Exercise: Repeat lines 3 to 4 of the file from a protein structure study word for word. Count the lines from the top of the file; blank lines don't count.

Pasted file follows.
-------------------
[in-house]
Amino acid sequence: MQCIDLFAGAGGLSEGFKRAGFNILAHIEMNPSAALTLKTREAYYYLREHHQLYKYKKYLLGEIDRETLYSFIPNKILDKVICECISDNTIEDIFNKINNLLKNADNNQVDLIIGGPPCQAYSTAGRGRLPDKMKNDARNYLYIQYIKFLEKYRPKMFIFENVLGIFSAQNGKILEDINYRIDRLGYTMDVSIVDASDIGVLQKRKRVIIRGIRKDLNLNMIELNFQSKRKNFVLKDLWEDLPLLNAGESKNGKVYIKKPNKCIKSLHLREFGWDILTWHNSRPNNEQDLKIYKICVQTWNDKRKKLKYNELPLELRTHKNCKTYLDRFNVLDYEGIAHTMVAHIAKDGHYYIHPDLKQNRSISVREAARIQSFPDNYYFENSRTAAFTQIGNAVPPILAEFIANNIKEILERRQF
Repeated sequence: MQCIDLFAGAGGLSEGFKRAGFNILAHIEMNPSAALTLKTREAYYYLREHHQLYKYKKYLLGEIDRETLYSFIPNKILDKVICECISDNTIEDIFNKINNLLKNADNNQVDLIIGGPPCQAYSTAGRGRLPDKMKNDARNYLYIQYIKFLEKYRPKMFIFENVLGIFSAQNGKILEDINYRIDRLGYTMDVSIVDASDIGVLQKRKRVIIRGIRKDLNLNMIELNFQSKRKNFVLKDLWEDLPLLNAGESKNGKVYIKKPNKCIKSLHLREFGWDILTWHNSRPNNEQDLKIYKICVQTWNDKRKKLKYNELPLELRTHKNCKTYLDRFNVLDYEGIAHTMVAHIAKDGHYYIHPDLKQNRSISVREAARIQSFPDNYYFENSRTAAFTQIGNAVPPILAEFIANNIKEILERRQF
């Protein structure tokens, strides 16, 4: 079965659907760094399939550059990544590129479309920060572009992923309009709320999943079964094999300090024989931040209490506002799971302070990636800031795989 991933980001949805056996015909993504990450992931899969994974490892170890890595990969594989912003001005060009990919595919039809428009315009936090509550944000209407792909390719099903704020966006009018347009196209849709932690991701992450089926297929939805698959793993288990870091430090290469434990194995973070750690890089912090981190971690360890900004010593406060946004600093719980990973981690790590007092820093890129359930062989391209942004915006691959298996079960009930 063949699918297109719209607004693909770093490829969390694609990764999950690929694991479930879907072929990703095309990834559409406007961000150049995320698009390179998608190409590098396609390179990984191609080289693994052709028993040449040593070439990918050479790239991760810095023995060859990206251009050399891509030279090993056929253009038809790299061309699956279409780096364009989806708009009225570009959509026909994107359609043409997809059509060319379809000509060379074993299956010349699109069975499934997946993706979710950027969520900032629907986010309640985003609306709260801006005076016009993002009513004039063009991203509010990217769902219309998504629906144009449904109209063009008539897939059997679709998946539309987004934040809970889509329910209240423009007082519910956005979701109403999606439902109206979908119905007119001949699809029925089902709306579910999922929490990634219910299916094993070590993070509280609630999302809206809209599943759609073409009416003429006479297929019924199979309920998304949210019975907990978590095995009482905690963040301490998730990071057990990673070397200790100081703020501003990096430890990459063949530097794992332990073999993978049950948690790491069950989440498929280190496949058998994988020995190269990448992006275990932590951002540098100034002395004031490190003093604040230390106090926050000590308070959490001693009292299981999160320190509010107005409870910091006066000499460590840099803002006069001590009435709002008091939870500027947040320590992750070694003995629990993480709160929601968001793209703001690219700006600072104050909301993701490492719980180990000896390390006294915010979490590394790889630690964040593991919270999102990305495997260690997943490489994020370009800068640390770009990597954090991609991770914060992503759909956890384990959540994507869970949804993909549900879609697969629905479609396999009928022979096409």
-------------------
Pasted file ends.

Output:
Repeated sequence: MQCIDLFAGAGGLSEGFKRAGFNILAHIEMNPSAALTLKTREAYYYLREHHQLYKYKKYLLGEIDRETLYSFIPNKILDKVICECISDNTIEDIFNKINNLLKNADNNQVDLIIGGPPCQAYSTAGRGRLPDKMKNDARNYLYIQYIKFLEKYRPKMFIFENVLGIFSAQNGKILEDINYRIDRLGYTMDVSIVDASDIGVLQKRKRVIIRGIRKDLNLNMIELNFQSKRKNFVLKDLWEDLPLLNAGESKNGKVYIKKPNKCIKSLHLREFGWDILTWHNSRPNNEQDLKIYKICVQTWNDKRKKLKYNELPLELRTHKNCKTYLDRFNVLDYEGIAHTMVAHIAKDGHYYIHPDLKQNRSISVREAARIQSFPDNYYFENSRTAAFTQIGNAVPPILAEFIANNIKEILERRQF
């Protein structure tokens, strides 16, 4: 079965659907760094399939550059990544590129479309920060572009992923309009709320999943079964094999300090024989931040209490506002799971302070990636800031795989 991933980001949805056996015909993504990450992931899969994974490892170890890595990969594989912003001005060009990919595919039809428009315009936090509550944000209407792909390719099903704020966006009018347009196209849709932690991701992450089926297929939805698959793993288990870091430090290469434990194995973070750690890089912090981190971690360890900004010593406060946004600093719980990973981690790590007092820093890129359930062989391209942004915006691959298996079960009930 063949699918297109719209607004693909770093490829969390694609990764999950690929694991479930879907072929990703095309990834559409406007961000150049995320698009390179998608190409590098396609390179990984191609080289693994052709028993040449040593070439990918050479790239991760810095023995060859990206251009050399891509030279090993056929253009038809790299061309699956279409780096364009989806708009009225570009959509026909994107359609043409997809059509060319379809000509060379074993299956010349699109069975499934997946993706979710950027969520900032629907986010309640985003609306709260801006005076016009993002009513004039063009991203509010990217769902219309998504629906144009449904109209063009008539897939059997679709998946539309987004934040809970889509329910209240423009007082519910956005979701109403999606439902109206979908119905007119001949699809029925089902709306579910999922929490990634219910299916094993070590993070509280609630999302809206809209599943759609073409009416003429006479297929019924199979309920998304949210019975907990978590095995009482905690963040301490998730990071057990990673070397200790100081703020501003990096430890990459063949530097794992332990073999993978049950948690790491069950989440498929280190496949058998994988020995190269990448992006275990932590951002540098100034002395004031490190003093604040230390106090926050000590308070959490001693009292299981999160320190509010107005409870910091006066000499460590840099803002006069001590009435709002008091939870500027947040320590992750070694003995629990993480709160929601968001793209703001690219700006600072104050909301993701490492719980180990000896390390006294915010979490590394790889630690964040593991919270999102990305495997260690997943490489994020370009800068640390770009990597954090991609991770914060992503759909956890384990959540994507869970949804993909549900879609697969629905479609396999009928022979096409």